Munich Re Ltd said on Friday it has left the UN Net-Zero Insurance Alliance over antitrust concerns.
“In our view, the possibilities to pursue decarbonisation targets in a collective approach among insurance companies worldwide without exposing ourselves to significant antitrust risks are so limited that it is more efficient to pursue our climate ambition to reduce global warming individually,” says Joachim Wenning, CEO . of Munich Re, in a statement.
Munich Re, the world’s largest reinsurer, co-founded the organization in 2021.
Members of NZIA, which include around 30 major European and Asian insurers and reinsurers, pledge to convert greenhouse gas emissions from their insurance portfolios to “net-zero emissions by 2050 consistent with a maximum temperature increase of 1.5 (degrees Celsius) above pre-industrial levels to 2100 to contribute to the implementation of the COP21 Paris Agreement.”
The pledge also requires members to support the implementation of corporate disclosure and policy frameworks relevant to the transition.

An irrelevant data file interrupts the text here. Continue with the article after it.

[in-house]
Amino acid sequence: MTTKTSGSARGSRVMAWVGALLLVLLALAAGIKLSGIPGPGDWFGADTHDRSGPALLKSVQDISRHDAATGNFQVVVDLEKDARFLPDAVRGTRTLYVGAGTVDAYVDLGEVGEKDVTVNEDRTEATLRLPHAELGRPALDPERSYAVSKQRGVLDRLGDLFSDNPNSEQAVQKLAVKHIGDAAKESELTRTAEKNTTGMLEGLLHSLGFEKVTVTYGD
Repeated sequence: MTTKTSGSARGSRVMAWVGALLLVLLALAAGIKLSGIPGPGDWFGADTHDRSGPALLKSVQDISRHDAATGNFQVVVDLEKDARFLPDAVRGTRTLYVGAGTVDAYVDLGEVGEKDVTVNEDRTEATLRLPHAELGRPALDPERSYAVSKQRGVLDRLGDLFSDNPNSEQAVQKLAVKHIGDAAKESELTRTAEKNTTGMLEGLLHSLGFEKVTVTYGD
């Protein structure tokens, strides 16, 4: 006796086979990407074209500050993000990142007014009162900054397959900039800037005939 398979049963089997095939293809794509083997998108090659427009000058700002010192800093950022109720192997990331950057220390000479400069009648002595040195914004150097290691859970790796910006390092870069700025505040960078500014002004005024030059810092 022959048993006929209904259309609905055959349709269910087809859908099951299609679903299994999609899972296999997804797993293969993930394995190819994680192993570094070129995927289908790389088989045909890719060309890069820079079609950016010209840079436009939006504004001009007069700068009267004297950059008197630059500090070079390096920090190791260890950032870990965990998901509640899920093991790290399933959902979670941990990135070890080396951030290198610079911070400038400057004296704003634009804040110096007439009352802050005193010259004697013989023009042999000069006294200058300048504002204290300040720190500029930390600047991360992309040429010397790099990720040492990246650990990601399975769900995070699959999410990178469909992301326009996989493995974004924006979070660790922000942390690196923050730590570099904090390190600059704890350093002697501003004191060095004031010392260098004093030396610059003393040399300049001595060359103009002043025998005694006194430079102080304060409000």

In January, NZIA released its first “Target-Setting Protocol” requiring members to set and disclose their initial emissions reduction targets for their emissions portfolios by 31 July.
In its statement, Munich Re said it was “adhering to its ambitious climate targets”, which include reducing greenhouse gas emissions related to its investment portfolio, refusing to insure new oil and gas fields and gradually reducing its coverage of thermal coal-related exposures. The reinsurer has previously said it stopped insuring new coal-fired plants, coal mines and oil sands mines.
Insurance companies have come under increasing pressure from climate activists. Last week, an activist group wrote to 30 insurance companies and reinsurers, including Munich Re, urging them to stop underwriting new fossil fuel projects.
NZIA members Swiss Re Ltd., the world’s second-largest reinsurer, and Allianz SE declined to comment. Several other major insurers and reinsurers that are members of the NZIA did not immediately respond to requests for comment, nor did the NZIA.